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Kentucky Poet Laureate Frank X Walker to give keynote address at KSU Black History Month event

Thursday, 01 30, 2014

Emily B. Moses
Communications Director
502-564-3757, ext. 472
emilyb.moses@ky.gov

FRANKFORT, Ky. — Kentucky Poet Laureate Frank X Walker will deliver the keynote address and read from his work at the Kentucky State University Black History Month celebration.

The celebration will be held Feb. 4 at 11 a.m. in the Carl H. Smith Auditorium in Bradford Hall on the university's campus in Frankfort. A book signing will immediately follow the event. The celebration is free and open to the public.

"It is always a pleasure to be at the institution that my grandmother earned her teaching degree from," said Walker. "I always feel close to her as soon as I step foot on campus."

Gov. Steve Beshear named Walker as Kentucky poet laureate for 2013-14. He is the first African-American and youngest Kentuckian to be named poet laureate. Walker is an associate professor of English at the University of Kentucky and the editor of Pluck! The Journal of Affrilachian Arts & Culture. A Lannan Literary Fellowship for Poetry recipient, he is the author of six collections of poetry, including "Buffalo Dance: The Journey of York," which won the Lillian Smith Book Award, and "Isaac Murphy: I Dedicate This Ride."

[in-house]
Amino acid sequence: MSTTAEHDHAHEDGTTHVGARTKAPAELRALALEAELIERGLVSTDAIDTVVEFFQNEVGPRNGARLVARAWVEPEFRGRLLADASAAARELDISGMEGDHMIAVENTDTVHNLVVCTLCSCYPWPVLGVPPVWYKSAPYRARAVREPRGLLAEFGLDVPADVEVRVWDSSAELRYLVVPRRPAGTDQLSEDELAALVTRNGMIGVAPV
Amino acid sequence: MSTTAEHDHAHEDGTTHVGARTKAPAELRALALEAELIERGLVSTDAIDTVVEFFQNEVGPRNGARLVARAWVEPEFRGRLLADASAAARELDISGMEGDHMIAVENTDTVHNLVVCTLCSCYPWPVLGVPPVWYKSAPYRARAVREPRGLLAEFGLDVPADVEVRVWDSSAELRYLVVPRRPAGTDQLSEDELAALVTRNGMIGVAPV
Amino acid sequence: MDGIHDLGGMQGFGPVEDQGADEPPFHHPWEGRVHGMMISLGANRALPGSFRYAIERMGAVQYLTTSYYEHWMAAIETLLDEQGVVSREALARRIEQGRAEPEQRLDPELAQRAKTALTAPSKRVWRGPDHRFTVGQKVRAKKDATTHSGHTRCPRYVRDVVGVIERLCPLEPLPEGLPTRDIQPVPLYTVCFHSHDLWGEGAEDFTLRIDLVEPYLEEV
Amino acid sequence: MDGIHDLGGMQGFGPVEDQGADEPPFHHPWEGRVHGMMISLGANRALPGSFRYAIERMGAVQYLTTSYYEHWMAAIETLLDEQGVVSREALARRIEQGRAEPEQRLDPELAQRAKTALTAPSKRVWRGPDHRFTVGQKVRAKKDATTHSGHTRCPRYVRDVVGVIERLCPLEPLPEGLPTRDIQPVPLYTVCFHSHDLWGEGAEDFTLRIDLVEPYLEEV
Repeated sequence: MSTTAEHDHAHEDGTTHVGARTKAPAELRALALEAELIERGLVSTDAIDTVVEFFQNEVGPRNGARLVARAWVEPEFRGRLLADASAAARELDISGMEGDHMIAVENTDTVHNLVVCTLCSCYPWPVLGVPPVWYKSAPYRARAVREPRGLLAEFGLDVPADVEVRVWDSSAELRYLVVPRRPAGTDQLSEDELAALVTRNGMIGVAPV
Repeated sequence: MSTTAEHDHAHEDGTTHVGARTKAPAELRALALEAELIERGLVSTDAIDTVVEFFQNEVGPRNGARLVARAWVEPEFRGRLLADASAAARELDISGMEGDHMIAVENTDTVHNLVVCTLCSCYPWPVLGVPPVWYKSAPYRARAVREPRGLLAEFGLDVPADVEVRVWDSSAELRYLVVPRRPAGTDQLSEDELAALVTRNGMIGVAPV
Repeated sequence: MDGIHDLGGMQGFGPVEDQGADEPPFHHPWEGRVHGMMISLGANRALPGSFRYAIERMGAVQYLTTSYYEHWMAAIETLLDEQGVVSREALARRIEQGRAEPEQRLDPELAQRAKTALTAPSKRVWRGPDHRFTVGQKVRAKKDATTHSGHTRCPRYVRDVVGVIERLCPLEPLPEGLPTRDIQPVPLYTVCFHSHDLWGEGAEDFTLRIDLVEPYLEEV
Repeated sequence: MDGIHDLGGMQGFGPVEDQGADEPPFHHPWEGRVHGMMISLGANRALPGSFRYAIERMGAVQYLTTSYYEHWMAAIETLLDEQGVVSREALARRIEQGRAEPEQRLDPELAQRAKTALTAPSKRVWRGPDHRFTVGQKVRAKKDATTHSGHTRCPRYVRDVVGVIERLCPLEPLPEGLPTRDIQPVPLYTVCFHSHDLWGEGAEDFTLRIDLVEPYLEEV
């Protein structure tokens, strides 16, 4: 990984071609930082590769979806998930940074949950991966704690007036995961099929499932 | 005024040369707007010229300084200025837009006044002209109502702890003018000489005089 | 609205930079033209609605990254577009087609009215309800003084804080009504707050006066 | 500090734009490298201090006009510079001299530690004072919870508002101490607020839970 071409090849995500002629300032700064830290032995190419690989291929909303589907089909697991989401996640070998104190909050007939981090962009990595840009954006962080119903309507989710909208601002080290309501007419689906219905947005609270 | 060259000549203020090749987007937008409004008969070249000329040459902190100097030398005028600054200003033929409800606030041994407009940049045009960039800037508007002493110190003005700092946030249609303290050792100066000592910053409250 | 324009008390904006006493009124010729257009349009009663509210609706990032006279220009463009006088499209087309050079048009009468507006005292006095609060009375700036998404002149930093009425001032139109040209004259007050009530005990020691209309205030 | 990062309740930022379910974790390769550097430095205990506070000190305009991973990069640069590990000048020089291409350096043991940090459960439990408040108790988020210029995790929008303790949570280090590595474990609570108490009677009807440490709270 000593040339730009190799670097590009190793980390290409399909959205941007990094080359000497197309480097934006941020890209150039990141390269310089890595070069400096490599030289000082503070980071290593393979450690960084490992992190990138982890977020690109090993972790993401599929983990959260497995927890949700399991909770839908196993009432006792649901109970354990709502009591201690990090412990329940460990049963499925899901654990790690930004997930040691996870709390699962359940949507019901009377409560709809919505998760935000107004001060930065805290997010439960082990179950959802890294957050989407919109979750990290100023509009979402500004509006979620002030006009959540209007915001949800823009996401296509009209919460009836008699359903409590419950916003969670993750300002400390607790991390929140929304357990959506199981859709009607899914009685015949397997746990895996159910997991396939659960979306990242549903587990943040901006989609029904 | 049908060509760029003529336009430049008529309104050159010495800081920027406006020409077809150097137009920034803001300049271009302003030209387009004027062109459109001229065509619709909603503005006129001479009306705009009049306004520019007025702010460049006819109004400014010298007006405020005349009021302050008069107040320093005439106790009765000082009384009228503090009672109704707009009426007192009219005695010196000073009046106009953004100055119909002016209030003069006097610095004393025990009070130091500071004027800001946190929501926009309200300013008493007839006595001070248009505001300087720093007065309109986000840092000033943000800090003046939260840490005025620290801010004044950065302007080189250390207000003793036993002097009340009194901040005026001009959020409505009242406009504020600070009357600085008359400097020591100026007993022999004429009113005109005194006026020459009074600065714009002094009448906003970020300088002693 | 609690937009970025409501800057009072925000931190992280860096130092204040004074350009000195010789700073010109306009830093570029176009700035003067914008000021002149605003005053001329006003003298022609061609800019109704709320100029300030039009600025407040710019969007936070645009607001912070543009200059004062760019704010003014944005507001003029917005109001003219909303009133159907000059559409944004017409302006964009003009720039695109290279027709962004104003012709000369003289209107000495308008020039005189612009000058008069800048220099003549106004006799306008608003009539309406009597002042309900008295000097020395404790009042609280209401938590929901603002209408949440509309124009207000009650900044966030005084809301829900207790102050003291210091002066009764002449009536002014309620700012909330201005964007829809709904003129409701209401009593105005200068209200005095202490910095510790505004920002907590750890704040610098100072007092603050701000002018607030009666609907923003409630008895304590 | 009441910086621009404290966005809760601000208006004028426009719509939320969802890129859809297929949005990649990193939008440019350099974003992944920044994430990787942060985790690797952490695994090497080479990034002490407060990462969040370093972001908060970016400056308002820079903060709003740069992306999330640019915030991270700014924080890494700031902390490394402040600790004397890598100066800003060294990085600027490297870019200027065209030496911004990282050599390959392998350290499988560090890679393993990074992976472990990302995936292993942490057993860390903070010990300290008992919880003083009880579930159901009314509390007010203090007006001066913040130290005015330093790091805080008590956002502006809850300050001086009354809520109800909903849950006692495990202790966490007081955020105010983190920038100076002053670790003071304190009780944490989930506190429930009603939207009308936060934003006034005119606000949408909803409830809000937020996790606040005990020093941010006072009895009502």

"We are excited to present poet laureate Frank X Walker at Kentucky State University," said KSU President Mary Evans Sias. "I am positive the KSU and Frankfort communities will both appreciate and enjoy the unique cultural perspectives and poetry of this very talented artist."

Walker's most recent work, "Turn Me Loose: The Unghosting of Medgar Evers" has been nominated for an NAACP Image Award. He was nominated in the category of Outstanding Literary Work – Poetry. The awards highlight achievements in art, entertainment, politics and culture.

Published by the University of Georgia Press in 2013, the year marking the 50th anniversary of Evers' assassination while he was an NAACP field secretary, "Turn Me Loose" unleashes the strong emotions both before and after the moment of Evers' death. Poems take on the voices of Evers' widow, Myrlie; his brother, Charles; his assassin, Byron De La Beckwith; and others.

Kentucky State University was founded in 1886 as a school dedicated to the sole purpose of training teachers for the African-American school-age population. More than 125 years later, KSU has expanded its mission to offer students a liberal arts education that prepares a diverse student population to compete in a multifaceted, ever-changing global society. KSU is also a land-grant institution with programs to study and address agricultural and family life issues offered through the College of Agriculture, Food Science and Sustainable Systems. It has one of the top aquaculture programs, a Program of Distinction, which is recognized nationally and internationally. Overall, KSU's faculty and staff work to serve the community through educational programs and research that address the issues and needs of the state, region and nation.

The Kentucky Arts Council, the state arts agency, creates opportunities for Kentuckians to value, participate in and benefit from the arts. Kentucky Arts Council funding is provided by the Kentucky General Assembly and the National Endowment for the Arts.

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